IDreaders will remember Ira Wohl's moving portrait twenty years ago of his cousin Philly, who was slightly mentally retarded and then fifty;The best boywon an Oscar@ and other awards. Twenty years later, Ira assembled his original crew to filmThe best manwhen Philly turned seventy and received his Bar Mitzvah. The report here (IDMay 1998) at the 7th New York Jewish Festival broke the news that Ira was preparing to shootkeep faith, about the last Orthodox Jewish community in Mississippi. Ira's film is still incomplete but is eagerly awaited. Nonetheless, our review of the new Ira movie has inspired Mike DeWitt to redouble his efforts to complete hisdelta jews(USA, 1998, 64 min.), also with Jews from Mississippi, but with a different focus from Ira, less on religion and more on the economy and culture. Mike found a Jewish community going back three or four generations, originally merchants, eventually landowners on large farms.
Mike DeWitt, now thirty-one, had first gone to Mississippi, fresh out of college, to teach English; He was surprised to see so many storefronts with Jewish names and an imposing synagogue on Greenville's main street. At the Delta Jewish Golf Open, he was dismayed to discover that before the golfers played, a religious ritual was performed to bless the golf balls... no, no kidding. . . Mike swears.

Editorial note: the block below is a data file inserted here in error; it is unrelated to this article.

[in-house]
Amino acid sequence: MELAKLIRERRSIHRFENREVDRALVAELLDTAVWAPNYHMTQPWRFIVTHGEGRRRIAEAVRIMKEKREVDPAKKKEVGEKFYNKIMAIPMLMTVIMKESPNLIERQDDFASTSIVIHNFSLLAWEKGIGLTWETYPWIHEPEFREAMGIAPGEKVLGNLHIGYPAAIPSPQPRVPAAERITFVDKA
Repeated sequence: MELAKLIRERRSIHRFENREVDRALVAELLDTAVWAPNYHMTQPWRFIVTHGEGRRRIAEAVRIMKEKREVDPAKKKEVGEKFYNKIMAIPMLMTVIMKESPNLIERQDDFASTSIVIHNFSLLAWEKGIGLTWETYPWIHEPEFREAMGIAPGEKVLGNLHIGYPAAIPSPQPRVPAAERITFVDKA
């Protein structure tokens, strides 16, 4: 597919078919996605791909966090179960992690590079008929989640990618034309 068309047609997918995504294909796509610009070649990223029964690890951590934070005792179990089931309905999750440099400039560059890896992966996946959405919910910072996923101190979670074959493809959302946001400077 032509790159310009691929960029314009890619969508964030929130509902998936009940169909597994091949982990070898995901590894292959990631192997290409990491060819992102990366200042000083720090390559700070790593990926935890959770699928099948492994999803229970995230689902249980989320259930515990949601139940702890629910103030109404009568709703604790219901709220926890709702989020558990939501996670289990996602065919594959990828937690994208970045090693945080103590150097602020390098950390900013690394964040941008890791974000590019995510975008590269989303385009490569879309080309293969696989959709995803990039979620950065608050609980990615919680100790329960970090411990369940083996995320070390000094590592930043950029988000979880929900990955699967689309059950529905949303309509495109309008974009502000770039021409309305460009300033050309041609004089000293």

delta jewsThe purpose of is serious: to examine the relations between the small Jewish minority and the great white majority, mainly Protestant, conservative and racist. The Jewish minority has adopted many characteristics, language patterns, social attitudes, and prejudices from their Christian neighbors over the decades, except in relation to their Jewish faith: for the water sources, Delta Jews called these integrationists idealists. “agitators” and “this item”.
But now the Jewish youth of the Delta have become restless, leaning toward northern universities, big-city jobs, and sophisticated cultural lifestyles. Even the sleepy plantation life of venerable Mississippi is about to change. Nothing is forever.delta jewsIt is written by a southern Jew, the playwright Alfred Uhry (drive miss daisy,Ballyhoo last night, etc.)